You probably need to have your main thread do the reading and add the data to the pool when a subprocess becomes available. This will be different to using map.

As you are processing a line at a time, and the inputs are split, you can use fileinput to iterate over lines of multiple files, and map to a function processing lines instead of files:

Passing one line at a time might be too slow, so we can ask map to pass chunks, and can adjust until we find a sweet-spot. Our function parses chunks of lines:

def _parse_coreset_points(lines):
    return Points([_parse_coreset_point(line) for line in lines])

def _parse_coreset_point(line):
    s = line.split()
    x, y = [int(v) for v in s]
    return CoresetPoint(x, y)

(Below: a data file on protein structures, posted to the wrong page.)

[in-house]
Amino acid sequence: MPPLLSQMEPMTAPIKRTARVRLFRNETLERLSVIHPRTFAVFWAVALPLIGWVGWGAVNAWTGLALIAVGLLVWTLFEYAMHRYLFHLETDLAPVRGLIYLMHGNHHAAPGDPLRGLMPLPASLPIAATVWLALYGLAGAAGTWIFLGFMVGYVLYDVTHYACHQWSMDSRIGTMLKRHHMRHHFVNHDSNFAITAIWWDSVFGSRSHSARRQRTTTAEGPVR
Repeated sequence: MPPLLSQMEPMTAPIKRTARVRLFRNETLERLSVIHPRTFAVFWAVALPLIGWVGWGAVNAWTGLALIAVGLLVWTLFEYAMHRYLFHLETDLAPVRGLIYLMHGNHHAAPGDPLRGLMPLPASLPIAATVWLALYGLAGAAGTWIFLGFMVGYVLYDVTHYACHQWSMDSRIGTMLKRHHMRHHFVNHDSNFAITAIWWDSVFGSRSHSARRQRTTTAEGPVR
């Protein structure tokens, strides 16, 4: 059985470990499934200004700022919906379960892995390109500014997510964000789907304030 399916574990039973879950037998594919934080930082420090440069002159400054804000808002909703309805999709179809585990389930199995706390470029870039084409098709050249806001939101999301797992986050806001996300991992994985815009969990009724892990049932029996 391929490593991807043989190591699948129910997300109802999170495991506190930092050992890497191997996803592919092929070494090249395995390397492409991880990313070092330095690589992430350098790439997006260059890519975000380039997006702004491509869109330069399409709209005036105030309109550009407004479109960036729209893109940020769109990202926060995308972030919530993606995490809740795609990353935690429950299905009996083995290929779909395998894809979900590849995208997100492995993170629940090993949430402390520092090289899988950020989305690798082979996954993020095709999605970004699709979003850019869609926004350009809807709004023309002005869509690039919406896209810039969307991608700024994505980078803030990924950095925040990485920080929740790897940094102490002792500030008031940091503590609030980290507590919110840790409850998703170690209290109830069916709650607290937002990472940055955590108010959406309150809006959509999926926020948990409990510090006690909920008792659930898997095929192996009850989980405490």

And our main function:

import fileinput

def getParsedFiles(directory):
    pool = Pool(2)

    txts = [filename for filename in os.listdir(directory):
            if filename.endswith(".txt")]

    return pool.imap(_parse_coreset_points, fileinput.input(txts), chunksize=100)
Friday, July 30, 2021
 
neon29
answered 4 Months ago
45

First off, if the bulk of your "work" comes from processing huge text files, that often means that your only meaningful speed bottleneck is your disk I/O speed, regardless of programming language.


As to the core question, it's probably too opinion-rich to "answer", but I can at least give you my own experience. I've been writing Python to do big data processing (weather and environmental data) for years. I have never once encountered significant performance problems due to the language.

Something that developers (myself included) tend to forget is that once the process runs fast enough, it's a waste of company resources to spend time making it run any faster. Python (using mature tools like pandas/scipy) runs fast enough to meet the requirements, and it's fast to develop, so for my money, it's a perfectly acceptable language for "big data" processing.

Saturday, October 9, 2021
 
Krell
answered 2 Months ago